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Made in America. What once was a simple slogan now comes freighted with ambiguity. Once it stood for simplicity, quality, and a touch of civic pride. Then it became trendy. Now it’s political, as the Trump era forces greater awareness about imported goods and what they mean for American manufacturing and the workforce.
At the same time, the artisanal trend is maturing. For about a decade, young urban lumberjacks and -janes have flooded Etsy and arts districts with their handmade creations, from bourbon to bookcases. But have they been able to turn American-made into a viable industry, or is it just something to do before going to law school?
“I think of it as a megatrend,” says New York City interior designer Patrick Derosier. “It’s a factor beyond aesthetics, but from which a multitude of aesthetics have emerged.”
Kate Short, the owner of Preservation Fine Goods in Lambertville, New Jersey, has built her business around the concept. “American Made” are the the first words on Preservation’s website. The sleek, modern shop in a quaint art-and-antiques district sells only high-end American-crafted furniture and tableware; it doubles as a showroom for Edgewood, the line of sleek walnut tables, chairs, and ceramics made by Short’s husband, David, in a nearby Philadelphia factory. The couple met in a graduate furniture-design program at the beginning of the artisan boom.
“Politics aside, it’s important to have a resurgence in consumer interest in American-made goods,” Kate says. “We should all have an understanding of where and how our goods are derived. Supporting ‘American-made’ supports tradition and the spirit and diversity of American ingenuity.”
A side table by Patrick Cain.
Photo: Courtesy of Patrick Cain
To Patrick Cain, who chucked his career as a financial reporter to start a handcrafted furniture business in Los Angeles, the concept is more urgent. “Being American-made is more than an aesthetic or a trendy buzzword; it’s a necessary cultural movement,” he says. “If society doesn’t make this transition, the consequences, from socioeconomic to environmental, are – not to be alarmist – dire. The made-in-America movement has nothing to do with similar sounding xenophobic political platforms, and everything to do with respecting people, your neighbors, and the world as a integrated codependent system.”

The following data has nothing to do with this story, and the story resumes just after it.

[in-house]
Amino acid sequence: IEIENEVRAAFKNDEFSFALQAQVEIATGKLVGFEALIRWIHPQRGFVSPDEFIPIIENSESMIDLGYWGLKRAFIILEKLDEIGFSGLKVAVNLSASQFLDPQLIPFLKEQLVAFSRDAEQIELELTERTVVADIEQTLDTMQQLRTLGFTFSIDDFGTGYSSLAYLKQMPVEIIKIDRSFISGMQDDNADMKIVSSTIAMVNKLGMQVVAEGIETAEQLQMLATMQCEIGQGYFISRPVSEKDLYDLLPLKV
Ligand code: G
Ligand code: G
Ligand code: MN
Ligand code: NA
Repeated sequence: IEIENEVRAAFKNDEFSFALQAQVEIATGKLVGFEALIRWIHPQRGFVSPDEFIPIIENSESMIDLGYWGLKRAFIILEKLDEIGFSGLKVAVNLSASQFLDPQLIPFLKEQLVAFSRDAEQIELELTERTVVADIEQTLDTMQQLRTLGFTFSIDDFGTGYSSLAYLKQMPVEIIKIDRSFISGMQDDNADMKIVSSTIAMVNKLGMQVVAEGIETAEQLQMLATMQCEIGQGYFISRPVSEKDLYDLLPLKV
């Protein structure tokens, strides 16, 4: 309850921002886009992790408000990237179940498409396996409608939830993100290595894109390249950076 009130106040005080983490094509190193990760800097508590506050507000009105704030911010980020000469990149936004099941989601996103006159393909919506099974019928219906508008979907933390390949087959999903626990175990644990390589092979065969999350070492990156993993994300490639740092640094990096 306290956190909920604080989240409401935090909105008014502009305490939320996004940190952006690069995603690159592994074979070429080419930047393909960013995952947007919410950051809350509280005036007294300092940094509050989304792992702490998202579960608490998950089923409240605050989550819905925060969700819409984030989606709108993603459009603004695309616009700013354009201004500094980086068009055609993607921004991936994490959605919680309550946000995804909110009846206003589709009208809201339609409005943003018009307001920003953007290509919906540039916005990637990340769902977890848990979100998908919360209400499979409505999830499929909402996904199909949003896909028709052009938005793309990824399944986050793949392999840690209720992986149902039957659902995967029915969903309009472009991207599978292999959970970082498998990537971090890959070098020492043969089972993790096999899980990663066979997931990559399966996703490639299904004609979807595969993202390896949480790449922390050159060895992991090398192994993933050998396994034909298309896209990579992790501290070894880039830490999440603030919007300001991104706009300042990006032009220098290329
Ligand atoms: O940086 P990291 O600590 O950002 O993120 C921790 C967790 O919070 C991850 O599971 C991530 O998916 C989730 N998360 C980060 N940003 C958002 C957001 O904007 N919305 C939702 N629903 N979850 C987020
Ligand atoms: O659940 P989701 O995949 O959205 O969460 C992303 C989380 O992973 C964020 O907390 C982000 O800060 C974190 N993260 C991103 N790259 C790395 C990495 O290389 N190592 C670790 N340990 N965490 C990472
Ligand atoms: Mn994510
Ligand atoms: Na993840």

Brian Paquette, a Seattle interior designer and home-design shopkeeper, has built his business around small American makers, several local, using their products in clients’ homes exclusively. “To me, the term is personal,” he says. “We work with our friends to create pieces for our projects. I love that connection to the designer and the manufacturer. It feels more intentional and thoughtful. Having real-time conversations with living artists and keeping the creative conversation going is important to the industry. I hope it isn’t thought of as an aesthetic or a trend or even a movement. The emphasis should be on the process of working with local and sustainable production, and less on the product itself.”
And to consumers, American-made still holds certain appeal. “I like to start with a very simple idea: If you don’t like a product, you can return it,” Cain says. “Hell, if you order a product, you know you’ll get it. I’m still waiting for that iPhone cable I ordered from China three years ago to arrive.”